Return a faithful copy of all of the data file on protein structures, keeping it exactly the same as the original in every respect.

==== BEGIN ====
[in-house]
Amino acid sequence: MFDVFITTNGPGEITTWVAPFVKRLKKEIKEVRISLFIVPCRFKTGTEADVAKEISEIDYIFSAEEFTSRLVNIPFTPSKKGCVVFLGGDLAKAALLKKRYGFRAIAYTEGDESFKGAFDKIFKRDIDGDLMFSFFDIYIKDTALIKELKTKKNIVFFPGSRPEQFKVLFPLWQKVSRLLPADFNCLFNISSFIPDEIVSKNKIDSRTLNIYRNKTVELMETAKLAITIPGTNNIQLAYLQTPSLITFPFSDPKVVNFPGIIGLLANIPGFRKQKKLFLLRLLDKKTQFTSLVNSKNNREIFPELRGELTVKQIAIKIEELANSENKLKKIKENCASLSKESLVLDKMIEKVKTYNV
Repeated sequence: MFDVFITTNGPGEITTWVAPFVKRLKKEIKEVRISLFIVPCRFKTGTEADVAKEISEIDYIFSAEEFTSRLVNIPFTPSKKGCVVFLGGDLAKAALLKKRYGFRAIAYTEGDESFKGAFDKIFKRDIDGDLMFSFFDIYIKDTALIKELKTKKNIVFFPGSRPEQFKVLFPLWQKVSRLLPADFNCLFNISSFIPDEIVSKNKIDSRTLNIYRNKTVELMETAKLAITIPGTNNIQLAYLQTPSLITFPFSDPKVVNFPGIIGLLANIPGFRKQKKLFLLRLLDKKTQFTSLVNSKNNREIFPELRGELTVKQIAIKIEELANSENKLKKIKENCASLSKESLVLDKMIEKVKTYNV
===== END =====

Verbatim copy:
[in-house]
Amino acid sequence: MFDVFITTNGPGEITTWVAPFVKRLKKEIKEVRISLFIVPCRFKTGTEADVAKEISEIDYIFSAEEFTSRLVNIPFTPSKKGCVVFLGGDLAKAALLKKRYGFRAIAYTEGDESFKGAFDKIFKRDIDGDLMFSFFDIYIKDTALIKELKTKKNIVFFPGSRPEQFKVLFPLWQKVSRLLPADFNCLFNISSFIPDEIVSKNKIDSRTLNIYRNKTVELMETAKLAITIPGTNNIQLAYLQTPSLITFPFSDPKVVNFPGIIGLLANIPGFRKQKKLFLLRLLDKKTQFTSLVNSKNNREIFPELRGELTVKQIAIKIEELANSENKLKKIKENCASLSKESLVLDKMIEKVKTYNV
Repeated sequence: MFDVFITTNGPGEITTWVAPFVKRLKKEIKEVRISLFIVPCRFKTGTEADVAKEISEIDYIFSAEEFTSRLVNIPFTPSKKGCVVFLGGDLAKAALLKKRYGFRAIAYTEGDESFKGAFDKIFKRDIDGDLMFSFFDIYIKDTALIKELKTKKNIVFFPGSRPEQFKVLFPLWQKVSRLLPADFNCLFNISSFIPDEIVSKNKIDSRTLNIYRNKTVELMETAKLAITIPGTNNIQLAYLQTPSLITFPFSDPKVVNFPGIIGLLANIPGFRKQKKLFLLRLLDKKTQFTSLVNSKNNREIFPELRGELTVKQIAIKIEELANSENKLKKIKENCASLSKESLVLDKMIEKVKTYNV